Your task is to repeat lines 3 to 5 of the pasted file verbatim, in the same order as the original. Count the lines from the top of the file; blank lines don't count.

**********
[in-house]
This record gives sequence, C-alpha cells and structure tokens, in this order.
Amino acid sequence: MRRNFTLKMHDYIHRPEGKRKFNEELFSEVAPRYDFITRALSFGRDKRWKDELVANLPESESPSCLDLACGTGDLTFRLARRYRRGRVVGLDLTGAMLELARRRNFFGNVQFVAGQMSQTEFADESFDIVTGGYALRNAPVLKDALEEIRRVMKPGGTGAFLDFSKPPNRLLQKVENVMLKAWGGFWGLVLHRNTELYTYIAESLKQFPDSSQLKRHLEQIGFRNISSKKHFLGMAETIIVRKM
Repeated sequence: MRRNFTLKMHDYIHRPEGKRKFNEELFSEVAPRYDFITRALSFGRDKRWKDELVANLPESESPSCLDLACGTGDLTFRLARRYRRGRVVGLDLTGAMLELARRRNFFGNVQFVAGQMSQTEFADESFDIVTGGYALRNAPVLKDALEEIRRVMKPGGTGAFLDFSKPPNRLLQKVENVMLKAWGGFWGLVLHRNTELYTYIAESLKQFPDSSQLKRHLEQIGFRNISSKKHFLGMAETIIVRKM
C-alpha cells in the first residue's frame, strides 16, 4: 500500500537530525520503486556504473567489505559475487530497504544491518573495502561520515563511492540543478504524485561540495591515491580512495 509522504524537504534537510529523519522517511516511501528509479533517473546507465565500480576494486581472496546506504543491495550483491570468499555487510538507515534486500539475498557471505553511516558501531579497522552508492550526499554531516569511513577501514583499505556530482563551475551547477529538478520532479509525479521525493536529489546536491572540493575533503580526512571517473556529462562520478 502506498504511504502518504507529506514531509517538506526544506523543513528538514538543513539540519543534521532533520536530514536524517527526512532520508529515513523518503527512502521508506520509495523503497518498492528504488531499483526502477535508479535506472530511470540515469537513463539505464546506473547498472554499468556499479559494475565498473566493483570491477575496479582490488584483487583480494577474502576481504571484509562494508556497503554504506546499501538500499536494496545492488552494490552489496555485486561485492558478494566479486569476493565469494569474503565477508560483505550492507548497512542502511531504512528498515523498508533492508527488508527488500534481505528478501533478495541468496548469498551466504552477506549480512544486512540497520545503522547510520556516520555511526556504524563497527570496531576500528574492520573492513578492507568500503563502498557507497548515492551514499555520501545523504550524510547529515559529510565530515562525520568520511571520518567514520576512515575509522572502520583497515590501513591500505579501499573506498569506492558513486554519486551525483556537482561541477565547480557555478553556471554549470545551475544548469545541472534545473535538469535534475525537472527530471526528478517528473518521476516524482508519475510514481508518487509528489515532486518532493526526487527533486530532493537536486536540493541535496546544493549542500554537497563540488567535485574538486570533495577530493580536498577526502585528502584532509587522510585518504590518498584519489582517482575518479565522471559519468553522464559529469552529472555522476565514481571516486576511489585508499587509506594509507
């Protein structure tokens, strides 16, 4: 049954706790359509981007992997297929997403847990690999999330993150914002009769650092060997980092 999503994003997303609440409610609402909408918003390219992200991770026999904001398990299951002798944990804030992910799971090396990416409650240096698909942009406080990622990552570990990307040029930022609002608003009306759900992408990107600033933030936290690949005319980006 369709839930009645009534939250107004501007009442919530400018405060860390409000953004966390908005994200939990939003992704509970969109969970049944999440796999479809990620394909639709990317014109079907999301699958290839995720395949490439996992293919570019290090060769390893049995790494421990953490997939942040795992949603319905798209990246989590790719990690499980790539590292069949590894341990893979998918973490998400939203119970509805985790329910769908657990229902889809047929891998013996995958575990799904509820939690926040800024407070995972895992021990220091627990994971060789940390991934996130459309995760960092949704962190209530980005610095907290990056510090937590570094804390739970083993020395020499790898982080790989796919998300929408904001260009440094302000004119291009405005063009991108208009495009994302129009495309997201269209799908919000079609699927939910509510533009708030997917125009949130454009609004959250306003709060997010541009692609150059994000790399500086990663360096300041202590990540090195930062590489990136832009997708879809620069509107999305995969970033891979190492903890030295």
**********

Amino acid sequence: MRRNFTLKMHDYIHRPEGKRKFNEELFSEVAPRYDFITRALSFGRDKRWKDELVANLPESESPSCLDLACGTGDLTFRLARRYRRGRVVGLDLTGAMLELARRRNFFGNVQFVAGQMSQTEFADESFDIVTGGYALRNAPVLKDALEEIRRVMKPGGTGAFLDFSKPPNRLLQKVENVMLKAWGGFWGLVLHRNTELYTYIAESLKQFPDSSQLKRHLEQIGFRNISSKKHFLGMAETIIVRKM
Repeated sequence: MRRNFTLKMHDYIHRPEGKRKFNEELFSEVAPRYDFITRALSFGRDKRWKDELVANLPESESPSCLDLACGTGDLTFRLARRYRRGRVVGLDLTGAMLELARRRNFFGNVQFVAGQMSQTEFADESFDIVTGGYALRNAPVLKDALEEIRRVMKPGGTGAFLDFSKPPNRLLQKVENVMLKAWGGFWGLVLHRNTELYTYIAESLKQFPDSSQLKRHLEQIGFRNISSKKHFLGMAETIIVRKM
C-alpha cells in the first residue's frame, strides 16, 4: 500500500537530525520503486556504473567489505559475487530497504544491518573495502561520515563511492540543478504524485561540495591515491580512495 509522504524537504534537510529523519522517511516511501528509479533517473546507465565500480576494486581472496546506504543491495550483491570468499555487510538507515534486500539475498557471505553511516558501531579497522552508492550526499554531516569511513577501514583499505556530482563551475551547477529538478520532479509525479521525493536529489546536491572540493575533503580526512571517473556529462562520478 502506498504511504502518504507529506514531509517538506526544506523543513528538514538543513539540519543534521532533520536530514536524517527526512532520508529515513523518503527512502521508506520509495523503497518498492528504488531499483526502477535508479535506472530511470540515469537513463539505464546506473547498472554499468556499479559494475565498473566493483570491477575496479582490488584483487583480494577474502576481504571484509562494508556497503554504506546499501538500499536494496545492488552494490552489496555485486561485492558478494566479486569476493565469494569474503565477508560483505550492507548497512542502511531504512528498515523498508533492508527488508527488500534481505528478501533478495541468496548469498551466504552477506549480512544486512540497520545503522547510520556516520555511526556504524563497527570496531576500528574492520573492513578492507568500503563502498557507497548515492551514499555520501545523504550524510547529515559529510565530515562525520568520511571520518567514520576512515575509522572502520583497515590501513591500505579501499573506498569506492558513486554519486551525483556537482561541477565547480557555478553556471554549470545551475544548469545541472534545473535538469535534475525537472527530471526528478517528473518521476516524482508519475510514481508518487509528489515532486518532493526526487527533486530532493537536486536540493541535496546544493549542500554537497563540488567535485574538486570533495577530493580536498577526502585528502584532509587522510585518504590518498584519489582517482575518479565522471559519468553522464559529469552529472555522476565514481571516486576511489585508499587509506594509507